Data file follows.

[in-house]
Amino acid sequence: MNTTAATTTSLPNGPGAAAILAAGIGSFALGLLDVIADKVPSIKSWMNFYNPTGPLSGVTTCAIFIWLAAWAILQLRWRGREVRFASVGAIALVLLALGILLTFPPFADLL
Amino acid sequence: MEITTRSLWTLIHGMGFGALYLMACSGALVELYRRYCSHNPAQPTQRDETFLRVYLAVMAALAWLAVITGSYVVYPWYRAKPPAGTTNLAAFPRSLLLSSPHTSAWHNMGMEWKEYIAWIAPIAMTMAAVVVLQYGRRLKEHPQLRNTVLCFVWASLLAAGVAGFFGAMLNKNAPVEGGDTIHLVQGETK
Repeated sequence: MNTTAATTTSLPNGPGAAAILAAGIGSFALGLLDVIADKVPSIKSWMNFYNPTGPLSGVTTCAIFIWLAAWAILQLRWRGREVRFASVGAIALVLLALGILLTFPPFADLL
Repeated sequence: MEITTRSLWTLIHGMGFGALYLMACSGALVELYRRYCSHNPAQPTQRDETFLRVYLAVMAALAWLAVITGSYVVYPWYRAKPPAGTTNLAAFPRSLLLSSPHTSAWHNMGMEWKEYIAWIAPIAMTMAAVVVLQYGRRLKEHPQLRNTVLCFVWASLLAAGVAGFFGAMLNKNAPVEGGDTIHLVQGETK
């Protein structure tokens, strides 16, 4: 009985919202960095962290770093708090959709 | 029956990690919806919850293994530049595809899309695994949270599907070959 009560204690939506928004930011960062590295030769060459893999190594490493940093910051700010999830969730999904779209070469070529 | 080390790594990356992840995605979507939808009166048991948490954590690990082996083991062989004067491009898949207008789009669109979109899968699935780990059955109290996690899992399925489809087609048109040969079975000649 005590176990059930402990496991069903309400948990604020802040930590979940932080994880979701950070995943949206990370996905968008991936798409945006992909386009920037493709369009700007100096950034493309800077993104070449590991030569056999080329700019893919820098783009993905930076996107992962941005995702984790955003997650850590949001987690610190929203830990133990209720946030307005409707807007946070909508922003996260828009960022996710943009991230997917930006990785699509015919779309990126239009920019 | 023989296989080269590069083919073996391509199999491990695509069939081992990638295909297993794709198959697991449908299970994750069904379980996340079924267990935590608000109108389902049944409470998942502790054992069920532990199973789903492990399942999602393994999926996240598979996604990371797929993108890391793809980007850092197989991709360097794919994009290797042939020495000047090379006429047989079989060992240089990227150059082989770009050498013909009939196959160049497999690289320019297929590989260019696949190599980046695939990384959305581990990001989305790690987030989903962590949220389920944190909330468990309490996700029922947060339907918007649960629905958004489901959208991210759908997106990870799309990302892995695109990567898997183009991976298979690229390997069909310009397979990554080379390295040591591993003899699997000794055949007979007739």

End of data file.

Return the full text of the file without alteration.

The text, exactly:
[in-house]
Amino acid sequence: MNTTAATTTSLPNGPGAAAILAAGIGSFALGLLDVIADKVPSIKSWMNFYNPTGPLSGVTTCAIFIWLAAWAILQLRWRGREVRFASVGAIALVLLALGILLTFPPFADLL
Amino acid sequence: MEITTRSLWTLIHGMGFGALYLMACSGALVELYRRYCSHNPAQPTQRDETFLRVYLAVMAALAWLAVITGSYVVYPWYRAKPPAGTTNLAAFPRSLLLSSPHTSAWHNMGMEWKEYIAWIAPIAMTMAAVVVLQYGRRLKEHPQLRNTVLCFVWASLLAAGVAGFFGAMLNKNAPVEGGDTIHLVQGETK
Repeated sequence: MNTTAATTTSLPNGPGAAAILAAGIGSFALGLLDVIADKVPSIKSWMNFYNPTGPLSGVTTCAIFIWLAAWAILQLRWRGREVRFASVGAIALVLLALGILLTFPPFADLL
Repeated sequence: MEITTRSLWTLIHGMGFGALYLMACSGALVELYRRYCSHNPAQPTQRDETFLRVYLAVMAALAWLAVITGSYVVYPWYRAKPPAGTTNLAAFPRSLLLSSPHTSAWHNMGMEWKEYIAWIAPIAMTMAAVVVLQYGRRLKEHPQLRNTVLCFVWASLLAAGVAGFFGAMLNKNAPVEGGDTIHLVQGETK
């Protein structure tokens, strides 16, 4: 009985919202960095962290770093708090959709 | 029956990690919806919850293994530049595809899309695994949270599907070959 009560204690939506928004930011960062590295030769060459893999190594490493940093910051700010999830969730999904779209070469070529 | 080390790594990356992840995605979507939808009166048991948490954590690990082996083991062989004067491009898949207008789009669109979109899968699935780990059955109290996690899992399925489809087609048109040969079975000649 005590176990059930402990496991069903309400948990604020802040930590979940932080994880979701950070995943949206990370996905968008991936798409945006992909386009920037493709369009700007100096950034493309800077993104070449590991030569056999080329700019893919820098783009993905930076996107992962941005995702984790955003997650850590949001987690610190929203830990133990209720946030307005409707807007946070909508922003996260828009960022996710943009991230997917930006990785699509015919779309990126239009920019 | 023989296989080269590069083919073996391509199999491990695509069939081992990638295909297993794709198959697991449908299970994750069904379980996340079924267990935590608000109108389902049944409470998942502790054992069920532990199973789903492990399942999602393994999926996240598979996604990371797929993108890391793809980007850092197989991709360097794919994009290797042939020495000047090379006429047989079989060992240089990227150059082989770009050498013909009939196959160049497999690289320019297929590989260019696949190599980046695939990384959305581990990001989305790690987030989903962590949220389920944190909330468990309490996700029922947060339907918007649960629905958004489901959208991210759908997106990870799309990302892995695109990567898997183009991976298979690229390997069909310009397979990554080379390295040591591993003899699997000794055949007979007739």